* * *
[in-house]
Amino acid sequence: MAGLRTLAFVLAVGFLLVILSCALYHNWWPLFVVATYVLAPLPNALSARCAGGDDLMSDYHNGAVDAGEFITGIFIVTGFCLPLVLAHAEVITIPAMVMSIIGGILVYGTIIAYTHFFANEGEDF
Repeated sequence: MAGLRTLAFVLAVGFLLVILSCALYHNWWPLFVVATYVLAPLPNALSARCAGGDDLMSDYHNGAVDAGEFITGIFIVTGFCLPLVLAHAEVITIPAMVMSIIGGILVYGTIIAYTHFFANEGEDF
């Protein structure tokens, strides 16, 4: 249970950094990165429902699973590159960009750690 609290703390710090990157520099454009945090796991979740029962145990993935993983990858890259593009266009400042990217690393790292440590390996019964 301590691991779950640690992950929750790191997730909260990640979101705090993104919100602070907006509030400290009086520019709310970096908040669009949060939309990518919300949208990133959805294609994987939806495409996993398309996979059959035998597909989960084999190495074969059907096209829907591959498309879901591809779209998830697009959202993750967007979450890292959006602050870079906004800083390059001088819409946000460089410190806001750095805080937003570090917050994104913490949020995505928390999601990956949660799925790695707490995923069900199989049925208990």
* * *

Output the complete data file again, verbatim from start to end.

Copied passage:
[in-house]
Amino acid sequence: MAGLRTLAFVLAVGFLLVILSCALYHNWWPLFVVATYVLAPLPNALSARCAGGDDLMSDYHNGAVDAGEFITGIFIVTGFCLPLVLAHAEVITIPAMVMSIIGGILVYGTIIAYTHFFANEGEDF
Repeated sequence: MAGLRTLAFVLAVGFLLVILSCALYHNWWPLFVVATYVLAPLPNALSARCAGGDDLMSDYHNGAVDAGEFITGIFIVTGFCLPLVLAHAEVITIPAMVMSIIGGILVYGTIIAYTHFFANEGEDF
């Protein structure tokens, strides 16, 4: 249970950094990165429902699973590159960009750690 609290703390710090990157520099454009945090796991979740029962145990993935993983990858890259593009266009400042990217690393790292440590390996019964 301590691991779950640690992950929750790191997730909260990640979101705090993104919100602070907006509030400290009086520019709310970096908040669009949060939309990518919300949208990133959805294609994987939806495409996993398309996979059959035998597909989960084999190495074969059907096209829907591959498309879901591809779209998830697009959202993750967007979450890292959006602050870079906004800083390059001088819409946000460089410190806001750095805080937003570090917050994104913490949020995505928390999601990956949660799925790695707490995923069900199989049925208990």